On the sweetbrier bush, just under the eaves,
See, Robin has built his nest;
And where is the child with hand so rude
As Robin’s home to molest?
Robin Redbreast by Eliza Allen Starr
The bird breeding season is well under way, and all the birds are out making a good old racket. We all enjoy bird song, and it reminds us why we love this time of year. Although in reality, that sweet music is not a song but a more of a “look how great I am, I’m ready for sex” or “this is my spot, and all these women are MINE!”
Of course with breeding comes eggs, and with eggs come nests, and once the eggs are in the nest the real hard work begins.
On several occasions so far already this spring, I have felt obliged to ask neighbours if they had checked for bird nests before they begin to trim their hedges. In both cases I received the same response.
“Why? Am I supposed to?”
Not a single person realised that nesting birds and their nests are protected by law. Of course what I am referring to about is The Wildlife and Countryside Act 1981, which states that all wild birds, their nests and eggs, are protected by law (and some rare species are afforded further special protection)
The protection of the nest is limited to the time during construction and use, and begins from the moment the first twig is laid. This means that if you reduce or remove a hedgerow, tree or shrub, after you discover a nest, or if you are told that birds are nesting there, it is considered a deliberate act and you are breaking the law. This could mean that the discovery of a nest might stop you from any further work that you are doing in the garden, and you may have to leave the area alone until the breeding season is over.
A wild bird is defined as any bird which is resident in or a visitor to Great Britain (game birds have separate legislation) In certain circumstance it is possible for licences to be issued by specific public bodies which allow landowners or an ‘authorised person’ to take action against certain species for specific reasons (as defined by the licence).
Some species are also afforded a special level of protection. For specific rare, or endangered species (schedule 1 species) it is breaking the law to even disturb these species, as well as any dependent young. For example, a few years ago whilst conducting a survey, I came across a nestling Short-eared owl in the long grass. By not leaving the bird alone immediately I was breaking the law, not even to take a quick photo. I had to retreat to a safe distance and abandon my work in that area.
Many might consider this minor legislation, something that we are obliged to have but not really a “real law” and in some ways they may be right. But with a potential penalty of up to a fine of £5,000, and/or six months’ imprisonment, it’s not a risk worth taking.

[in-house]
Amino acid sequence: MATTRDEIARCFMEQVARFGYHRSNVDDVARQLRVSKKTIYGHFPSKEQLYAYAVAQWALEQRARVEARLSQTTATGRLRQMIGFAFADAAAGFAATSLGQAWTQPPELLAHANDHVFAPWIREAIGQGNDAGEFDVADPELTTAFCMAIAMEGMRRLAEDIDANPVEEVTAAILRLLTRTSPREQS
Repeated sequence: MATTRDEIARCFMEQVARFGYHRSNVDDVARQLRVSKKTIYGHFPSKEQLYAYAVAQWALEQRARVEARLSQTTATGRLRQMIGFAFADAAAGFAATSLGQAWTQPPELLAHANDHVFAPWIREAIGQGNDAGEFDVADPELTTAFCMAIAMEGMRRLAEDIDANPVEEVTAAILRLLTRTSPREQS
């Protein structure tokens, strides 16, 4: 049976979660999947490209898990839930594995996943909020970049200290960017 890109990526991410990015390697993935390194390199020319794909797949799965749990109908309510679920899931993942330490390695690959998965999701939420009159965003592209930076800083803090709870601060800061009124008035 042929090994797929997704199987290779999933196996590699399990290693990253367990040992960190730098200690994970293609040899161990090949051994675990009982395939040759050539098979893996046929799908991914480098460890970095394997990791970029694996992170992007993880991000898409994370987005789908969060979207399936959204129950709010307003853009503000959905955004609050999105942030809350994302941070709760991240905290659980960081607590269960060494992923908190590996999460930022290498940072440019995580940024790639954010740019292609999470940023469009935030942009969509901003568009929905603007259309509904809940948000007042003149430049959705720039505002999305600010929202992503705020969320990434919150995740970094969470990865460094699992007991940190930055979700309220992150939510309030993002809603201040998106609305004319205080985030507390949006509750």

Other than bird nests, what can also be a problem during the breeding season is finding baby birds on the ground. There are few things I can think of that is more helpless looking than a baby bird. Whether a naked hatchling or a down covered nestling or a helpless looking fledgling, it is a tragic sight.
So what should you do if you find a bird on the ground? Firstly, does the bird seem to be injured? If so, contact your local wildlife rescue centre. If the bird doesn’t seem to be injured, check whether it has feathers on it. If the bird is well feathered, the bird is a fledgling. Unless it seems to be in immediate danger leave it alone. If you think it might be in danger, then move it to somewhere safe. Fledgling birds will often spend a few days on the ground, stretching and strengthening their flight muscles before flying off.
If the bird doesn’t have feathers, or its feathers are sparse and/or downy, it is a nestling and needs your help or it will die. If you can see the nest, then you can put the bird back in the nest and the parents will continue to care for it, if they are still visiting the nest. If you see an adult bird flying towards the nest with food in its mouth, it is still providing food and the bird can be left there. Birds only carry mouth if they are providing it to young, otherwise they will eat it where they find it (with some exceptions.) If, however you can’t see any parent birds then it is not worth the risk, and you should contact a wildlife rescue centre.
Furthermore, if you see a cat playing with a bird, no matter whether it is a nestling, fledgling or adult, then take it to the wildlife rescue centre. The bird may be badly injured, or even if it’s not hurt the cat could easily find the bird again if you leave it.
The breeding season is a wonderful time of year for people. We love the sudden influx of birds, they release us from the bleakly songless grip of the winter, however it is not as enjoyable for the birds. The breeding season is the most stressful and exhausting time of year for birds. Anything we can do to make their life less difficult will be a benefit.
These legislations are put in place to protect birds, a vital part of our unique natural heritage. However, how can they do any good if nobody knows about them? I feel, as naturalists it is our responsibility to inform the layperson of these laws, and make sure that they are actually put to use. Even if the chance of actually being prosecuted for damaging a bird nest is low, a simple awareness of the potential threat might be enough to make most people consider putting the trimming on hold, or at least keeping an more careful eye out.
1,462 total views, 3 views today
Latest posts by Ben Wright (see all)
- Is human intrusion causing Wolves to domesticate themselves? - 8th April 2017
- As the crow flies – How mammal scavengers use birds to locate food - 30th March 2017
- Naturally funny - 30th January 2017